int   num = 12345;
char *str = new char[4];

// this is bad because str is not big enough to hold the number
// itoa does not check buffer size and will overrun the buffer (overwriting other data)
str = itoa(num, str);

// snprintf takes the buffer size as one of it's arguments
// in this case the whole number will not fit, but at least we don't overrun the buffer
snprintf(str, 4, "%i", num);

Both snprintf and itoa will null-terminate the strings for you.

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snprintf is supposed to, but there are some buggy implementations where even though it prevents the initial buffer overflow it doesn't properly null terminate. –  Mark B Jul 29 '11 at 13:41
    
Thanks, that sorted that –  Cookie Jul 29 '11 at 13:48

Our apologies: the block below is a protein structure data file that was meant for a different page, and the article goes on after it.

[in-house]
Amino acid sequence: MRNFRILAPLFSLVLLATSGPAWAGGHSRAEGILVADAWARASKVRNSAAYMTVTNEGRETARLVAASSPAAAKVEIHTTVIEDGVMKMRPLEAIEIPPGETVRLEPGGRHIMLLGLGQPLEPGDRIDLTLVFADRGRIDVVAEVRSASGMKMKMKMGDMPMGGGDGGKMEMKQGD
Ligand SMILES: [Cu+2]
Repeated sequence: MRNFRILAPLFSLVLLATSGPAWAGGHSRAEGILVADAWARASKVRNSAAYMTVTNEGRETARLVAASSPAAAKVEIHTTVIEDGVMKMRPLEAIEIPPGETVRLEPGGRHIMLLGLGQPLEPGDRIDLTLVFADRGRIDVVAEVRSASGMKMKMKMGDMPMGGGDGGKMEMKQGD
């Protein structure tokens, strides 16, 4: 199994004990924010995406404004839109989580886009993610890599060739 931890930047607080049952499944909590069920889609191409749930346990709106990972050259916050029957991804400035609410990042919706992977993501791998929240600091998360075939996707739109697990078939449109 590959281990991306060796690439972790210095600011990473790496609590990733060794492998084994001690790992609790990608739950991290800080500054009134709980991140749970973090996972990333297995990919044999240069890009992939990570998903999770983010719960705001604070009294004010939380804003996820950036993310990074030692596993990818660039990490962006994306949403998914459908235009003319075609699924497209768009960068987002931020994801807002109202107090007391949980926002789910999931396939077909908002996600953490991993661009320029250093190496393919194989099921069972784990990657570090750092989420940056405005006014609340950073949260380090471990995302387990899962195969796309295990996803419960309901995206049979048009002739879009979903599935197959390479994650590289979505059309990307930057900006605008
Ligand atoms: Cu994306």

If you really don't want to use std::stringstream or lexical_cast, you should use snprintf because it has a buffer size argument. itoa is not an ISO C function.

Null (the character '\0', value 0) can appear at any point in the buffer, most functions that work with strings ignore everything in the buffer after that point, so it's sort of "wasted" space.

Say you had a something like

char str[] = { 'a', 'b', 'c', '\0', 'd' };

The last element is still there even though functions like printf stop processing the data when they encounter 0. Not every function does this though.

There is no constructors or destructors for arrays (or any other primitive data types). You only need to worry about releasing the allocated memory if you allocated it yourself using new, new[], malloc or something similar.

Buffer size matters of course, if it's too small it can't hold the every character of the number, and if it's too large, there's going to be wasted memory. 22 characters should be able to hold every 64 bit integer (but not floats/doubles!).

Best option would be to use std::stringstream or std/boost::lexical_cast and std::string, it would take care of all these issues for you.

I suggest you read the link from Martinho, very informative. (Arrays are not Pointers!)